Walsh spectrum or Walsh transform is an alternative description of Boolean functions. In this paper, we explore quantum algorithms to approximate the absolute value of Walsh transform Wf\documentclass[12pt]{minimal} \usepackage{amsmath} \usepackage{wasysym} \usepackage{amsfonts} \usepackage{amssymb} \usepackage{amsbsy} \usepackage{mathrsfs} \usepackage{upgreek} \setlength{\oddsidemargin}{-69pt} \begin{document}$$W_f$$\end{document} at a single point z0\documentclass[12pt]{minimal} \usepackage{amsmath} \usepackage{wasysym} \usepackage{amsfonts} \usepackage{amssymb} \usepackage{amsbsy} \usepackage{mathrsfs} \usepackage{upgreek} \setlength{\oddsidemargin}{-69pt} \begin{document}$$z_{0}$$\end{document} (i.e., |Wf(z0)|\documentclass[12pt]{minimal} \usepackage{amsmath} \usepackage{wasysym} \usepackage{amsfonts} \usepackage{amssymb} \usepackage{amsbsy} \usepackage{mathrsfs} \usepackage{upgreek} \setlength{\oddsidemargin}{-69pt} \begin{document}$$|W_f(z_{0})|$$\end{document}) for n-variable Boolean functions with probability at least 8π2\documentclass[12pt]{minimal} \usepackage{amsmath} \usepackage{wasysym} \usepackage{amsfonts} \usepackage{amssymb} \usepackage{amsbsy} \usepackage{mathrsfs} \usepackage{upgreek} \setlength{\oddsidemargin}{-69pt} \begin{document}$$\frac{8}{\pi ^{2}}$$\end{document} using the number of O(1|Wf(z0)|ε)\documentclass[12pt]{minimal} \usepackage{amsmath} \usepackage{wasysym} \usepackage{amsfonts} \usepackage{amssymb} \usepackage{amsbsy} \usepackage{mathrsfs} \usepackage{upgreek} \setlength{\oddsidemargin}{-69pt} \begin{document}$$O(\frac{1}{|W_f(z_{0})|\varepsilon })$$\end{document} queries, promised that the accuracy is ε\documentclass[12pt]{minimal} \usepackage{amsmath} \usepackage{wasysym} \usepackage{amsfonts} \usepackage{amssymb} \usepackage{amsbsy} \usepackage{mathrsfs} \usepackage{upgreek} \setlength{\oddsidemargin}{-69pt} \begin{document}$$\varepsilon $$\end{document}, while the best known classical algorithm requires O(2n)\documentclass[12pt]{minimal} \usepackage{amsmath} \usepackage{wasysym} \usepackage{amsfonts} \usepackage{amssymb} \usepackage{amsbsy} \usepackage{mathrsfs} \usepackage{upgreek} \setlength{\oddsidemargin}{-69pt} \begin{document}$$O(2^{n})$$\end{document} queries. The Hamming distance between Boolean functions is used to study the linearity testing and other important problems. We take advantage of Walsh transform to calculate the Hamming distance between two n-variable Boolean functions f and g using O(1) queries in some cases. Then, we exploit another quantum algorithm which converts computing Hamming distance between two Boolean functions to quantum amplitude estimation (i.e., approximate counting). If Ham(f,g)=t≠0\documentclass[12pt]{minimal} \usepackage{amsmath} \usepackage{wasysym} \usepackage{amsfonts} \usepackage{amssymb} \usepackage{amsbsy} \usepackage{mathrsfs} \usepackage{upgreek} \setlength{\oddsidemargin}{-69pt} \begin{document}$$Ham(f,g)=t\ne 0$$\end{document}, we can approximately compute Ham(f, g) with probability at least 23\documentclass[12pt]{minimal} \usepackage{amsmath} \usepackage{wasysym} \usepackage{amsfonts} \usepackage{amssymb} \usepackage{amsbsy} \usepackage{mathrsfs} \usepackage{upgreek} \setlength{\oddsidemargin}{-69pt} \begin{document}$$\frac{2}{3}$$\end{document} by combining our algorithm and Approx-Count(f,ε)algorithm\documentclass[12pt]{minimal} \usepackage{amsmath} \usepackage{wasysym} \usepackage{amsfonts} \usepackage{amssymb} \usepackage{amsbsy} \usepackage{mathrsfs} \usepackage{upgreek} \setlength{\oddsidemargin}{-69pt} \begin{document}$${Approx-Count(f,\varepsilon )\, algorithm}$$\end{document} using the expected number of Θ(N(⌊εt⌋+1)+t(N-t)⌊εt⌋+1)\documentclass[12pt]{minimal} \usepackage{amsmath} \usepackage{wasysym} \usepackage{amsfonts} \usepackage{amssymb} \usepackage{amsbsy} \usepackage{mathrsfs} \usepackage{upgreek} \setlength{\oddsidemargin}{-69pt} \begin{document}$$\varTheta ( \sqrt{\frac{N}{(\lfloor \varepsilon t\rfloor +1)}}+\frac{\sqrt{t(N-t)}}{\lfloor \varepsilon t\rfloor +1})$$\end{document} queries, promised that the accuracy is ε\documentclass[12pt]{minimal} \usepackage{amsmath} \usepackage{wasysym} \usepackage{amsfonts} \usepackage{amssymb} \usepackage{amsbsy} \usepackage{mathrsfs} \usepackage{upgreek} \setlength{\oddsidemargin}{-69pt} \begin{document}$$\varepsilon $$\end{document}. Moreover, our algorithm is optimal, while the exact query complexity for the above problem is Θ(N)\documentclass[12pt]{minimal} \usepackage{amsmath} \usepackage{wasysym} \usepackage{amsfonts} \usepackage{amssymb} \usepackage{amsbsy} \usepackage{mathrsfs} \usepackage{upgreek} \setlength{\oddsidemargin}{-69pt} \begin{document}$$\varTheta (N)$$\end{document} and the query complexity with the accuracy ε\documentclass[12pt]{minimal} \usepackage{amsmath} \usepackage{wasysym} \usepackage{amsfonts} \usepackage{amssymb} \usepackage{amsbsy} \usepackage{mathrsfs} \usepackage{upgreek} \setlength{\oddsidemargin}{-69pt} \begin{document}$$\varepsilon $$\end{document} is O(1ε2N/(t+1))\documentclass[12pt]{minimal} \usepackage{amsmath} \usepackage{wasysym} \usepackage{amsfonts} \usepackage{amssymb} \usepackage{amsbsy} \usepackage{mathrsfs} \usepackage{upgreek} \setlength{\oddsidemargin}{-69pt} \begin{document}$$O(\frac{1}{\varepsilon ^{2}}N/(t+1))$$\end{document} in classical algorithm, where N=2n\documentclass[12pt]{minimal} \usepackage{amsmath} \usepackage{wasysym} \usepackage{amsfonts} \usepackage{amssymb} \usepackage{amsbsy} \usepackage{mathrsfs} \usepackage{upgreek} \setlength{\oddsidemargin}{-69pt} \begin{document}$$N=2^{n}$$\end{document}. Finally, we present three exact quantum query algorithms for two promise problems on Hamming distance using O(1) queries, while any classical deterministic algorithm solving the problem uses Ω(2n)\documentclass[12pt]{minimal} \usepackage{amsmath} \usepackage{wasysym} \usepackage{amsfonts} \usepackage{amssymb} \usepackage{amsbsy} \usepackage{mathrsfs} \usepackage{upgreek} \setlength{\oddsidemargin}{-69pt} \begin{document}$$\varOmega (2^{n})$$\end{document} queries.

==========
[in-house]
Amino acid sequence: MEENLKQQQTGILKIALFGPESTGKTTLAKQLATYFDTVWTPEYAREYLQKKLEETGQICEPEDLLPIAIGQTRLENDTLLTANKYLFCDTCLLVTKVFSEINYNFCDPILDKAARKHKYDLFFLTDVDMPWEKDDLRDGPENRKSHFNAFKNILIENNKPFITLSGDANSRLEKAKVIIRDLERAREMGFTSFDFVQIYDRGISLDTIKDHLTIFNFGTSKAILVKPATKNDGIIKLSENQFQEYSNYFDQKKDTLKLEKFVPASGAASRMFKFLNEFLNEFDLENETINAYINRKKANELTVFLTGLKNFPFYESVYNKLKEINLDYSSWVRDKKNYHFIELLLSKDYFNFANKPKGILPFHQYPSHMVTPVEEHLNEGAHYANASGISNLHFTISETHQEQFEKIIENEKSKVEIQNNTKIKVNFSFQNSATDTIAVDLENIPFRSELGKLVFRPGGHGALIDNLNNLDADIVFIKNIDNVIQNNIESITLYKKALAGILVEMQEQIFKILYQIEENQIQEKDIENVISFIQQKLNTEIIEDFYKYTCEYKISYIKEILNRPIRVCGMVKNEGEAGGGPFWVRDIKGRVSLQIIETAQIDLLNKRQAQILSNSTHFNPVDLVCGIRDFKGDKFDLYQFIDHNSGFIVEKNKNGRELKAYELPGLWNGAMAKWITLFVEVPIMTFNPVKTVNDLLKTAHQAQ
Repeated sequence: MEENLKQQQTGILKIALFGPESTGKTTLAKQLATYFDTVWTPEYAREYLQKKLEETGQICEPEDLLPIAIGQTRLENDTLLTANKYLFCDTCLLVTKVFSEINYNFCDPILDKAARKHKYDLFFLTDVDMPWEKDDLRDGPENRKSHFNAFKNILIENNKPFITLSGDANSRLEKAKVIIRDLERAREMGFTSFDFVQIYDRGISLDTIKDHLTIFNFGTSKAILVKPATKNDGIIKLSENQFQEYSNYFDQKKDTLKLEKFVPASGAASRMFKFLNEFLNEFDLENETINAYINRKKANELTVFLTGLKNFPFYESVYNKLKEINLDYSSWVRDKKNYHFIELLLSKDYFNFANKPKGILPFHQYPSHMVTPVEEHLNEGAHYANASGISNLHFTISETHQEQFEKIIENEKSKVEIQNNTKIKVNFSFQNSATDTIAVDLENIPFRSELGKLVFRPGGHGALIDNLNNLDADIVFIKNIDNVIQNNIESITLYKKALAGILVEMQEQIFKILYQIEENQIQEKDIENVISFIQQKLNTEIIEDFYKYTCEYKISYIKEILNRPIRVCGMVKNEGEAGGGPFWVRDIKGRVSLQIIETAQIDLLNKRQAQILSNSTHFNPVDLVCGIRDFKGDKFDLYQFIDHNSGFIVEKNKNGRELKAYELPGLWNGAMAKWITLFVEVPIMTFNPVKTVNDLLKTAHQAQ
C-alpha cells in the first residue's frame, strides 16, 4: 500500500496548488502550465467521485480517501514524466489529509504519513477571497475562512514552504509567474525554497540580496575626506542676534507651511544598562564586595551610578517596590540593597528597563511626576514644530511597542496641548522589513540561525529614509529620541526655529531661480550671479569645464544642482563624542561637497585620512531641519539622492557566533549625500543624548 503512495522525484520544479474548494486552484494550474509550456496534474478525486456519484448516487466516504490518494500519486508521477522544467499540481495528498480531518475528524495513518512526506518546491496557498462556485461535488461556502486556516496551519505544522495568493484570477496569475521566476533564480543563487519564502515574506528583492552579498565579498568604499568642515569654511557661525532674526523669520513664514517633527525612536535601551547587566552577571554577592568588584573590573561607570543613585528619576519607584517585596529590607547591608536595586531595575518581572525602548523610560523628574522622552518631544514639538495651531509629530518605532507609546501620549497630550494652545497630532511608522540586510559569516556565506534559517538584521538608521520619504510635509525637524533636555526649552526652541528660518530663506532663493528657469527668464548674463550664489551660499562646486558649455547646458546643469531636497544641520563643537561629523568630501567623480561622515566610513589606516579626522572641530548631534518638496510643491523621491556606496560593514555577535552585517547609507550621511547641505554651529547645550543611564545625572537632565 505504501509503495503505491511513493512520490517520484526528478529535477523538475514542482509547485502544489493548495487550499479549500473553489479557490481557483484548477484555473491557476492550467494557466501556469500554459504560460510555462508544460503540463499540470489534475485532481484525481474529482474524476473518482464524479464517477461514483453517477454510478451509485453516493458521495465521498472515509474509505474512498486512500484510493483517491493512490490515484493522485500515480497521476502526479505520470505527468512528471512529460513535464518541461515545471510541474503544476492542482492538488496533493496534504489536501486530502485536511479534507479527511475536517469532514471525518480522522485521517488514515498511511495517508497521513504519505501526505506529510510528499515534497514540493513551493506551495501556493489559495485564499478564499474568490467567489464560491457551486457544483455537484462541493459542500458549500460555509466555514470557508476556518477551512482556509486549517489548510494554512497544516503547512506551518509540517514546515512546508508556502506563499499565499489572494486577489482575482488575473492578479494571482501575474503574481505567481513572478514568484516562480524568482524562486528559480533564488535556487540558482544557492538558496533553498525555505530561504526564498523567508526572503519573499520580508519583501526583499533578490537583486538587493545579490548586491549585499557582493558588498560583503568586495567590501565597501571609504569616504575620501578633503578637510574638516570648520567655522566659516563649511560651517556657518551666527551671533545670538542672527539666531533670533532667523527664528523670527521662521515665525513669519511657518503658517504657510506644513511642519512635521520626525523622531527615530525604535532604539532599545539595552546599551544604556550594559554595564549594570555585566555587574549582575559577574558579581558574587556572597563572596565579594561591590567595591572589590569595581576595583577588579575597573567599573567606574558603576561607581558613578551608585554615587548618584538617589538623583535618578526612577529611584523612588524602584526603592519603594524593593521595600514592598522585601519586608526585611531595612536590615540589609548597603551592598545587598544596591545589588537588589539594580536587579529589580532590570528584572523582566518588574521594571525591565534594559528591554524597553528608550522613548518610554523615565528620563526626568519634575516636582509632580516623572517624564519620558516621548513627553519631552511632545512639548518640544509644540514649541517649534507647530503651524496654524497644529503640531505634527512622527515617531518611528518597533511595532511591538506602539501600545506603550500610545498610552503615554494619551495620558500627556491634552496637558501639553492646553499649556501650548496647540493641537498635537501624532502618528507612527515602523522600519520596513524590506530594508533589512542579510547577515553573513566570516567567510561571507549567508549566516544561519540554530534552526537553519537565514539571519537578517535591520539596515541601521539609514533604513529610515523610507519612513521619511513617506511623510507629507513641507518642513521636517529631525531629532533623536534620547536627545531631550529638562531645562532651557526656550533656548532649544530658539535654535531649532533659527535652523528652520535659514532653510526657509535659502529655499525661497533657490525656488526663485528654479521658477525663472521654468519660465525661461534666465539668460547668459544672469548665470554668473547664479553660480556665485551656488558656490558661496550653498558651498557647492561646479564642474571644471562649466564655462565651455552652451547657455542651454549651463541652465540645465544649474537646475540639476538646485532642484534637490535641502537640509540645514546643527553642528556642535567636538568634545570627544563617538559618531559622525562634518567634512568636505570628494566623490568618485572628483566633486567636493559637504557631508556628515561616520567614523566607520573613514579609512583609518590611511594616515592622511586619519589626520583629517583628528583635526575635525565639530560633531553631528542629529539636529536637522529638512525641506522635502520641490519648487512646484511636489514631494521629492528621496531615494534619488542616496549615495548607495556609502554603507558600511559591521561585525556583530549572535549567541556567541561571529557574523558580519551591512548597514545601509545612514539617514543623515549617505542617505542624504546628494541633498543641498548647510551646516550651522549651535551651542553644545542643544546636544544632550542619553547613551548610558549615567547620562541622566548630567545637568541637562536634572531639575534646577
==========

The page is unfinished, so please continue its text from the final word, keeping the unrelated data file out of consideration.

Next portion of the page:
Report this publication

Statistics

Seen <100 times